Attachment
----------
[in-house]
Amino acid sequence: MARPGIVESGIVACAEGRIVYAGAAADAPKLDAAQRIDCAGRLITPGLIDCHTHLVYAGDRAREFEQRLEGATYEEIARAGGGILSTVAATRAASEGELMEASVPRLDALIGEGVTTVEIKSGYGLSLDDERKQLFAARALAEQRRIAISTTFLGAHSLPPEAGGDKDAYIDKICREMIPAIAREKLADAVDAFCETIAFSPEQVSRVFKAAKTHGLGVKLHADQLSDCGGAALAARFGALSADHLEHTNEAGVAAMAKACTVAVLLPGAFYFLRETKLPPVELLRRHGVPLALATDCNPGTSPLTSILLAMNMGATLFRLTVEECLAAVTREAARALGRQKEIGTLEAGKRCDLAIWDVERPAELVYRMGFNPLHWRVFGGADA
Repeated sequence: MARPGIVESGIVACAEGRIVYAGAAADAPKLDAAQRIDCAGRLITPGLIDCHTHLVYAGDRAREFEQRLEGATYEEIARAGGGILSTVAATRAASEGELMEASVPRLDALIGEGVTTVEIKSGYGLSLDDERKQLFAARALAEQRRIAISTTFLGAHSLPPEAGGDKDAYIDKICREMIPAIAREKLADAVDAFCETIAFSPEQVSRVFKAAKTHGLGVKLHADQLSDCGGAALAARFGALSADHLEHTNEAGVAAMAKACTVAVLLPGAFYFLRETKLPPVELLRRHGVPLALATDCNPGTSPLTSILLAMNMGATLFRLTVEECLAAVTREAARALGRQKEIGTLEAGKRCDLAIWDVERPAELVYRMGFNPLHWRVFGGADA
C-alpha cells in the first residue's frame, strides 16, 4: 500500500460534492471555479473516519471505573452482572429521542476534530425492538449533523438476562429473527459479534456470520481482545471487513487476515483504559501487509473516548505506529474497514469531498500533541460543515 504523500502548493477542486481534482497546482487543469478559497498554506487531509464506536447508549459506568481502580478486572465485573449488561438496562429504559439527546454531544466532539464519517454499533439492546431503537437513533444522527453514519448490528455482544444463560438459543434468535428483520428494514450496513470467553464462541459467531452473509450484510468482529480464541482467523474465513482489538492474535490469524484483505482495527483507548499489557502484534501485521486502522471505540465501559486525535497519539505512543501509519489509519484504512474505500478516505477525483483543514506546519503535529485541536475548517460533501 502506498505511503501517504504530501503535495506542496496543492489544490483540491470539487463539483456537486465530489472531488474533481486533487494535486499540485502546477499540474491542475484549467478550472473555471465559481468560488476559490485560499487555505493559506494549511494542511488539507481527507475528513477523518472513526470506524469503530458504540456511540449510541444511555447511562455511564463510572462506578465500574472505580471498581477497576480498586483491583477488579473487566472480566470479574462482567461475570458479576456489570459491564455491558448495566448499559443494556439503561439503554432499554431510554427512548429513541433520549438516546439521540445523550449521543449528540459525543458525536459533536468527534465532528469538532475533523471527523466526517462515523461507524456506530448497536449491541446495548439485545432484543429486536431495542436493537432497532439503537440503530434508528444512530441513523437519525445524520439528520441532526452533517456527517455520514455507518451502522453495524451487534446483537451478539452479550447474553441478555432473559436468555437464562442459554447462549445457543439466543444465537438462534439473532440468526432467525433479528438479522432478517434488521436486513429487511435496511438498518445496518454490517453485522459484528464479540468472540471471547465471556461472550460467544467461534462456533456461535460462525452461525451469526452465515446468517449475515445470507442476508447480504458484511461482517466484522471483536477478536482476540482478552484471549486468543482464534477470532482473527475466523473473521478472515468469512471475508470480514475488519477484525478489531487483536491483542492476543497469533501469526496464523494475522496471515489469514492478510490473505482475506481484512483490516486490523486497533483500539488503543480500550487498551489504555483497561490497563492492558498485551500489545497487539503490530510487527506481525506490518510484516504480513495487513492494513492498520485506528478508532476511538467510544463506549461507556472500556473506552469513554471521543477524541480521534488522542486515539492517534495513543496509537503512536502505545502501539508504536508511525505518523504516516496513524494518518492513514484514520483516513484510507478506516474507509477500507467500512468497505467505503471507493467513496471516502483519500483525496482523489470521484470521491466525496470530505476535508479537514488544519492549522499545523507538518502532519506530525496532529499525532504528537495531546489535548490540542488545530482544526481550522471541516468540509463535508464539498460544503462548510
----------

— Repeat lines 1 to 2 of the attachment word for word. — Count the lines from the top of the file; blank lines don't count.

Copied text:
[in-house]
Amino acid sequence: MARPGIVESGIVACAEGRIVYAGAAADAPKLDAAQRIDCAGRLITPGLIDCHTHLVYAGDRAREFEQRLEGATYEEIARAGGGILSTVAATRAASEGELMEASVPRLDALIGEGVTTVEIKSGYGLSLDDERKQLFAARALAEQRRIAISTTFLGAHSLPPEAGGDKDAYIDKICREMIPAIAREKLADAVDAFCETIAFSPEQVSRVFKAAKTHGLGVKLHADQLSDCGGAALAARFGALSADHLEHTNEAGVAAMAKACTVAVLLPGAFYFLRETKLPPVELLRRHGVPLALATDCNPGTSPLTSILLAMNMGATLFRLTVEECLAAVTREAARALGRQKEIGTLEAGKRCDLAIWDVERPAELVYRMGFNPLHWRVFGGADA